SOLEDAD — Voters in Soledad will soon be choosing a mayor and two city council members in the upcoming Nov. 6 Statewide General Election.
To help voters make an informed decision, Soledad Bee sent out a questionnaire to all the candidates running for election, asking for their stance on city issues.
City of Soledad has two positions up for election on its council, with incumbent Alejandro Chavez, Marisela Lara and Richard Perez competing as candidates. Current Councilmember Chris Bourke chose not to run for re-election.
Additionally, Soledad Mayor Fred Ledesma is running unopposed for another term.
Only Chavez, Lara and Perez responded to the Bee’s questionnaire. Read their responses below:
What qualifications do you have that make you a good candidate for city council?
Chavez: I was elected in 2010 and appointed vice mayor since 2011. I helped to fix a deficit of $2 million in the City of Soledad and we now have a reserve of nearly $2.5 million. We solved this issue immediately, through conservative spending and creating new revenue opportunities for the City. I rebranded Soledad as “Gateway to the Pinnacles,” redeveloped Vosti Park, Jesse Gallardo Park and helped create the opportunity for the development of a new Hartnell College Campus in Soledad. Additionally, I worked with staff and developers to bring a new movie theater, more retail to Soledad.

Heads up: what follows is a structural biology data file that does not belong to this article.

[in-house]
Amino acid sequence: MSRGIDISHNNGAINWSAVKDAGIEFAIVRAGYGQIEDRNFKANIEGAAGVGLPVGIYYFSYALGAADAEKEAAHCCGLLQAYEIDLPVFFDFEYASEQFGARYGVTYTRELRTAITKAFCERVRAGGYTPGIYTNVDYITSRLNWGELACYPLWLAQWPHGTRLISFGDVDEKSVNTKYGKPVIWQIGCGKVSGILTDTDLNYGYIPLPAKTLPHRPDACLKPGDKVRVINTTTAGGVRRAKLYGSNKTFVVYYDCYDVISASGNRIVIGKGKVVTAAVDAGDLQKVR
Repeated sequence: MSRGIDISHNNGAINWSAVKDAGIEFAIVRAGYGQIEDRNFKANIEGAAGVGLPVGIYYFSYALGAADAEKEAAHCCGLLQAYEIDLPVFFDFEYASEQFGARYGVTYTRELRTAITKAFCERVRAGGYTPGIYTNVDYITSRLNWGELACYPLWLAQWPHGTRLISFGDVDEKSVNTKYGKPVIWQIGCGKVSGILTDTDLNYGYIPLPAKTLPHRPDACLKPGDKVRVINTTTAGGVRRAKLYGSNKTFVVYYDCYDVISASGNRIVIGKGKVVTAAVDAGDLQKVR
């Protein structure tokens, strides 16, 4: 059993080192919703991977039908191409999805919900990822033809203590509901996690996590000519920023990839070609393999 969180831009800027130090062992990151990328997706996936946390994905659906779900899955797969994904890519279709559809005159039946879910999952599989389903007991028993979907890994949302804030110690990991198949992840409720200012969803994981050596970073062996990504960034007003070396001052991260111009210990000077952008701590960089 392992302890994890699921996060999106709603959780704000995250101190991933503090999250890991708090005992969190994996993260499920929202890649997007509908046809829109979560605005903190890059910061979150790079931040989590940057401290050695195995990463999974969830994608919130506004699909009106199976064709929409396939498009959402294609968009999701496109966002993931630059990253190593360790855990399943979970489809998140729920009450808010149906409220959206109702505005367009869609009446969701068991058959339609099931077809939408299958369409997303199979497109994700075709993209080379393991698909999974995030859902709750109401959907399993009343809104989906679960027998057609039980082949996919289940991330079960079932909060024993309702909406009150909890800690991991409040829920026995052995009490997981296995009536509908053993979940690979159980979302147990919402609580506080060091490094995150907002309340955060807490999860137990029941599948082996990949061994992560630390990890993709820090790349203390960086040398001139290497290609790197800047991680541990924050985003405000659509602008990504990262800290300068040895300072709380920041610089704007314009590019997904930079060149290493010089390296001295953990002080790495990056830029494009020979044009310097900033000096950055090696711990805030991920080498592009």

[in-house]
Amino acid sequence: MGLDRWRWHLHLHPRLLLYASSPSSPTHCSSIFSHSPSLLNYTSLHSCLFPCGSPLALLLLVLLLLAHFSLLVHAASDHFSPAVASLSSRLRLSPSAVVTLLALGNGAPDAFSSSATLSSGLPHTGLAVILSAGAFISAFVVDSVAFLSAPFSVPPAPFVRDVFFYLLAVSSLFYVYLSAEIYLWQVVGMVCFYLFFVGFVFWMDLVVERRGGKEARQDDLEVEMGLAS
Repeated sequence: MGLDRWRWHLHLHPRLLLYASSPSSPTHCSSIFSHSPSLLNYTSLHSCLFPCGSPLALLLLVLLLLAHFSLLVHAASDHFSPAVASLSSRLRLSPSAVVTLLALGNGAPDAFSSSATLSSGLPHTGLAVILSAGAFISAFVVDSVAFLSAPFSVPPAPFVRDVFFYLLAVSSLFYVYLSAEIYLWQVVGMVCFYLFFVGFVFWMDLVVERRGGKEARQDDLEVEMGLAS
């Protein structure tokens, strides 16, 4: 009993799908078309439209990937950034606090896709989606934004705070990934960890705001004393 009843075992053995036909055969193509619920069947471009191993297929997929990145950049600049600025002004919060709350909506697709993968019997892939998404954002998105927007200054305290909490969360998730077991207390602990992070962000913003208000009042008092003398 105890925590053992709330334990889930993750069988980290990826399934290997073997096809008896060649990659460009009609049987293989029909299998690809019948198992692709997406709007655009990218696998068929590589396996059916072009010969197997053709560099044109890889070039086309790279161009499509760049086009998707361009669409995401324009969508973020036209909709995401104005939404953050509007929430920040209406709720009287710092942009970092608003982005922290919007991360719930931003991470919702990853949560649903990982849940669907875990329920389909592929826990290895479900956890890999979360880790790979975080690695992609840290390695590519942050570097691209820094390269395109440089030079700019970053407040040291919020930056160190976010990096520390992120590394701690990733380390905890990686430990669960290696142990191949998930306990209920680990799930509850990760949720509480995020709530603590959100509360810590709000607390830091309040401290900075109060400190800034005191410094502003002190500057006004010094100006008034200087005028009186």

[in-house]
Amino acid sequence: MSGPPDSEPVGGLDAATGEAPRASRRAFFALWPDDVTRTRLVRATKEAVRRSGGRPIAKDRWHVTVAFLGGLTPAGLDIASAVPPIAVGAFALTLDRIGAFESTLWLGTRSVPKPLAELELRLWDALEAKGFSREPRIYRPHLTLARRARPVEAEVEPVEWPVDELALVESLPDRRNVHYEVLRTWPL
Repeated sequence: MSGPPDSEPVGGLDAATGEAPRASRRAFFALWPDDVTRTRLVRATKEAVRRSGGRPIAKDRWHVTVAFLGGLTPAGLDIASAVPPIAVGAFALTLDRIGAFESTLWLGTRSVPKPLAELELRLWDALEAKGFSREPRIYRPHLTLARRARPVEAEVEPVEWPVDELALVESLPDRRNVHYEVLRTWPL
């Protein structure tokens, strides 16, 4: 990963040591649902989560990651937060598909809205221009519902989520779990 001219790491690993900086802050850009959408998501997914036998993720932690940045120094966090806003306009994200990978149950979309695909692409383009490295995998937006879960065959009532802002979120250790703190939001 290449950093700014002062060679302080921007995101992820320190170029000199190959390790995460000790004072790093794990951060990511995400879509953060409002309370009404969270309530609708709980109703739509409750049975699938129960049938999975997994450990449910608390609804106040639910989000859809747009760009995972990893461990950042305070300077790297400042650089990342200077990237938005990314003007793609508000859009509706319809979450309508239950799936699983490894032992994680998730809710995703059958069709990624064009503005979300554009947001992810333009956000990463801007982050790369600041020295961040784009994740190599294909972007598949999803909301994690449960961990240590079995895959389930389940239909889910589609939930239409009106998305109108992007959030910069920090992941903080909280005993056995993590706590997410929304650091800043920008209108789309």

Lara: In search of my “American Dream” in 2002, I graduated from Soledad High School and was admitted to CSUMB. In 2006, I received my Bachelor of Arts in collaborative health and human services, and most recently a Master of Public Administration from San Jose State University. I chose public service majors as a gateway to give back to my community. By achieving this and running for elected office in my hometown, I feel that this is a way in which I can influence and establish policy to help others fulfill their “American Dream.”
Perez: I have 35 years in law enforcement, working with people. My prior experience as serving eight years on the city council, elected city treasurer, school board trustee, Soledad Planning Commission and Soledad-Mission Recreation District gives me a broad overview of the issues. I have over 40 years volunteering in our community with 30 years participating as a member of Soledad Lions Club, which helps organize major fundraisers for our youth and citizens of Soledad. I was able to get different organizations to come together, like co-chairing Measure Y and Measure X, to fund public safety for 25 years.